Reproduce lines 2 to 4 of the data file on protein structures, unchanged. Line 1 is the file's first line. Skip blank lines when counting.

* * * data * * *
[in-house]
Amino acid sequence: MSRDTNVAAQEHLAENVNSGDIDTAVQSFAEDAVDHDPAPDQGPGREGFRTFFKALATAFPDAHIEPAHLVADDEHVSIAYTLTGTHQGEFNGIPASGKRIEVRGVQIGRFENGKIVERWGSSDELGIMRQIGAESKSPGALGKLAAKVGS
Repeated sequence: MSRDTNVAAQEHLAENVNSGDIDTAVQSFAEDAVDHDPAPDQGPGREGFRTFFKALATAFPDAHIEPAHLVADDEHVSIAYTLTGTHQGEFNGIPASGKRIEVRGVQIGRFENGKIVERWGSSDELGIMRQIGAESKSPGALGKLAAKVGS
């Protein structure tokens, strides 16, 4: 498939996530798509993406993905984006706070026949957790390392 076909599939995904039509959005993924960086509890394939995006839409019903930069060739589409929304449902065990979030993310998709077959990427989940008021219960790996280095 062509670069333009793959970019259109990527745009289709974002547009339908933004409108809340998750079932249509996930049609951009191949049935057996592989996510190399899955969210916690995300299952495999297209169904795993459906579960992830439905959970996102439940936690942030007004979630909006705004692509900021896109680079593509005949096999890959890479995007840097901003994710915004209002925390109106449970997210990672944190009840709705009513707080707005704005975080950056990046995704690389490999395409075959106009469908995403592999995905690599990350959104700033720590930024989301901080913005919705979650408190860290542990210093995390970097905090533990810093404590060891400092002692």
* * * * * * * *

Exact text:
Amino acid sequence: MSRDTNVAAQEHLAENVNSGDIDTAVQSFAEDAVDHDPAPDQGPGREGFRTFFKALATAFPDAHIEPAHLVADDEHVSIAYTLTGTHQGEFNGIPASGKRIEVRGVQIGRFENGKIVERWGSSDELGIMRQIGAESKSPGALGKLAAKVGS
Repeated sequence: MSRDTNVAAQEHLAENVNSGDIDTAVQSFAEDAVDHDPAPDQGPGREGFRTFFKALATAFPDAHIEPAHLVADDEHVSIAYTLTGTHQGEFNGIPASGKRIEVRGVQIGRFENGKIVERWGSSDELGIMRQIGAESKSPGALGKLAAKVGS
């Protein structure tokens, strides 16, 4: 498939996530798509993406993905984006706070026949957790390392 076909599939995904039509959005993924960086509890394939995006839409019903930069060739589409929304449902065990979030993310998709077959990427989940008021219960790996280095 062509670069333009793959970019259109990527745009289709974002547009339908933004409108809340998750079932249509996930049609951009191949049935057996592989996510190399899955969210916690995300299952495999297209169904795993459906579960992830439905959970996102439940936690942030007004979630909006705004692509900021896109680079593509005949096999890959890479995007840097901003994710915004209002925390109106449970997210990672944190009840709705009513707080707005704005975080950056990046995704690389490999395409075959106009469908995403592999995905690599990350959104700033720590930024989301901080913005919705979650408190860290542990210093995390970097905090533990810093404590060891400092002692």